Residents are returning to the Lake Tahoe resort area more than a week after evacuation orders spurred by the Caldor Fire, though full containment is still weeks away. More than 53,000 people had been ordered to evacuate by Sept. 1. At that time, officials expected full containment by Wednesday. But the 15th-largest fire in state history was just 50% contained as of Tuesday evening, per Capital Public Radio. Full containment is now expected on Sept. 27. The fire has burned more than 216,000 acres of land and destroyed 776 single residences, 18 commercial properties, and 200 other minor structures. Another 77 structures have been damaged. However, the Lake Tahoe area was mostly left unscathed.
Many residents have returned home in recent days as evacuation orders lifted, including for the 22,000 residents of South Lake Tahoe on Sunday. All but 9,500 residents were able to return home as of Tuesday morning, per the Monterery Herald, even though there was enough smoke to irritate the eyes and reports of bears roaming the streets. Multiple burglaries reported during the evacuation period were actually "bear break-ins," KTVU reports. "We're happy the firefighters saved our home," a woman tells the Washington Post after spending a week with her husband and toddler at a hotel in Stateline, Nev. "I'm thankful to be back. I'm thankful to be alive. I'm thankful my house is still standing," adds a man who found shelter in Reno.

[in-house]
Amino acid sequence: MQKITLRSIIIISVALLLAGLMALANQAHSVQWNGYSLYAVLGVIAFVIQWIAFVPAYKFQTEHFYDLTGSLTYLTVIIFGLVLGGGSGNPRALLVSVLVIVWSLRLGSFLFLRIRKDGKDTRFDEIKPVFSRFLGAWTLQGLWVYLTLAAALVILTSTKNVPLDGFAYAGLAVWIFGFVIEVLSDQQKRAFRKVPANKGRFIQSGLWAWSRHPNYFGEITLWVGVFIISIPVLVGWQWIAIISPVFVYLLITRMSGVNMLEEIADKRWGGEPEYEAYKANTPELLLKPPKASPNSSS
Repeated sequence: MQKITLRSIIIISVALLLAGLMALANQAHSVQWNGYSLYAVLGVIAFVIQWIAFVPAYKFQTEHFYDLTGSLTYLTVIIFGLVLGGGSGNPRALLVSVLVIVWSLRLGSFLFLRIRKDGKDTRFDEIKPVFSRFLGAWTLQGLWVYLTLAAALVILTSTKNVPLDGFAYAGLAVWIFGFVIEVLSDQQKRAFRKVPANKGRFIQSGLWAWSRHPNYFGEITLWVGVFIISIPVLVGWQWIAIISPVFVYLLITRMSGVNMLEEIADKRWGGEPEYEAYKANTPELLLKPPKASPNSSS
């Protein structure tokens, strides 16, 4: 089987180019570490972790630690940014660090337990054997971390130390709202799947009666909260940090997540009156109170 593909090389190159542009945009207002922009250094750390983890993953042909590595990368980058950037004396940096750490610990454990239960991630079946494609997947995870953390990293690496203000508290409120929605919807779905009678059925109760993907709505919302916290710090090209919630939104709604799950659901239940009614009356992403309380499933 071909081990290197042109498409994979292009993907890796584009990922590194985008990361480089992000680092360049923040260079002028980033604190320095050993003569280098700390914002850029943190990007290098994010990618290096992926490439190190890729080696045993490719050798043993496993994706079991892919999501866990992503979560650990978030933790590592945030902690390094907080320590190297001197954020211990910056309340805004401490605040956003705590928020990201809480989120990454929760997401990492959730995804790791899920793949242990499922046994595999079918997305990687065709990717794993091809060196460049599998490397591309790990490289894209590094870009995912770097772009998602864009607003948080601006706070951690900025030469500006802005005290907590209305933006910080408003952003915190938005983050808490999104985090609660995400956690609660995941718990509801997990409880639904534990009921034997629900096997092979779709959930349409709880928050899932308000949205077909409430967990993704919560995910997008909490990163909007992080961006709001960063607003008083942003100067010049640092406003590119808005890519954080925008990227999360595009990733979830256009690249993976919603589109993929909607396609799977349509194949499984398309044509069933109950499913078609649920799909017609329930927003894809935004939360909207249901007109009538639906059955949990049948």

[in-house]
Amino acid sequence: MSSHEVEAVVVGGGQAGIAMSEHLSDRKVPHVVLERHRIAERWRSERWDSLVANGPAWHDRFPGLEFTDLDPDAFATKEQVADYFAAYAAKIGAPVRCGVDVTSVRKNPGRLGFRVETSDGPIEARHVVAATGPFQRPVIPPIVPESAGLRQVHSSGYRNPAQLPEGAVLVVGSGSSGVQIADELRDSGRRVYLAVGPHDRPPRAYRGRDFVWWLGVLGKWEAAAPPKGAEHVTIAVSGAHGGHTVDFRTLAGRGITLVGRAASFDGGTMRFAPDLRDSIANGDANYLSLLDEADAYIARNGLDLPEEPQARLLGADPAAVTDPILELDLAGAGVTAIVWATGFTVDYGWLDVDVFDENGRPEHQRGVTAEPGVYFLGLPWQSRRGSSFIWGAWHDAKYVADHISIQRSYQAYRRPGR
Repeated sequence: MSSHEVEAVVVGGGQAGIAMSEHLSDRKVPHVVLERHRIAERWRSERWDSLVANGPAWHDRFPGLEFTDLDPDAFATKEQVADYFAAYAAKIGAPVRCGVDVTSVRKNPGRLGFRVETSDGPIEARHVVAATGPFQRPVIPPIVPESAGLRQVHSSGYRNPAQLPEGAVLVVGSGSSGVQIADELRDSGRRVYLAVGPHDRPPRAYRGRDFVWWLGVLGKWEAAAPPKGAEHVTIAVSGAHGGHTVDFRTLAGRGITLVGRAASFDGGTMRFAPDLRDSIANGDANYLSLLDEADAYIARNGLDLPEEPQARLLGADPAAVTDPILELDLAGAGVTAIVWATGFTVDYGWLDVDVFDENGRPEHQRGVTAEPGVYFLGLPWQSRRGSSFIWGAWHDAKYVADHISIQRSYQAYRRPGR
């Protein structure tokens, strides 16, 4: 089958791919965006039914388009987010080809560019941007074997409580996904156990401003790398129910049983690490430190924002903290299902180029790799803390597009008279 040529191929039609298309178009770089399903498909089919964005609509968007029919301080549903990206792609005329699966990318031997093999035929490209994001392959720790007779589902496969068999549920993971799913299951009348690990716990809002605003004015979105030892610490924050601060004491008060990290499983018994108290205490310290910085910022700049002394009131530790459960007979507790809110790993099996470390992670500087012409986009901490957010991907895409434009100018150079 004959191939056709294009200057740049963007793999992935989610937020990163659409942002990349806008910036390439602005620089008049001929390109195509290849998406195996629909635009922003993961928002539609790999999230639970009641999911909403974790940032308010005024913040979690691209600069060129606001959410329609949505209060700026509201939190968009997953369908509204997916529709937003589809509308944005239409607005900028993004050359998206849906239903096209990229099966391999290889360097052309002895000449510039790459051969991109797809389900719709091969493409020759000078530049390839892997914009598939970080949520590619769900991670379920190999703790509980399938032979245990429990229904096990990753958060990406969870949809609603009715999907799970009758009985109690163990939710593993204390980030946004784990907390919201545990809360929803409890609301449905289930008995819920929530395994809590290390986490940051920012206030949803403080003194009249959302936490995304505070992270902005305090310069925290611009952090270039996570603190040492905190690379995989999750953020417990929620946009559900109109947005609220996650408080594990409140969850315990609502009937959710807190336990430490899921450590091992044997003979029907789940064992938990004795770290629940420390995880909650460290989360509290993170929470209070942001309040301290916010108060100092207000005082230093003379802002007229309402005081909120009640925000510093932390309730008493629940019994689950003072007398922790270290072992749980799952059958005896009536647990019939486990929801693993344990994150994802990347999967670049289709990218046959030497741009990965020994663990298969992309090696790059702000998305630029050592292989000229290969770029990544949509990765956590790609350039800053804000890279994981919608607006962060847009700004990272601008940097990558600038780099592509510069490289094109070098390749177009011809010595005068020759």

Officials warn, however, that more fire activity is expected in the coming days and months. "We're right smack in the middle of wildfire peak season," Cal Fire Chief Thom Porter tells the Herald, adding "we are on par" to match the devastation of the 2020 season. More than 15,000 firefighters are battling 14 major wildfires across the state. The Dixie Fire in Northern California, which has burned more than 917,000 acres, "is on its way to becoming the largest wildfire in the state's history" and was only 59% contained as of Tuesday, per CNN. Porter adds weather models for September through December aren't promising, per Capital Public Radio. "The entire state shows drier, more wind events and large fire activity to continue." (Read more California wildfires stories.)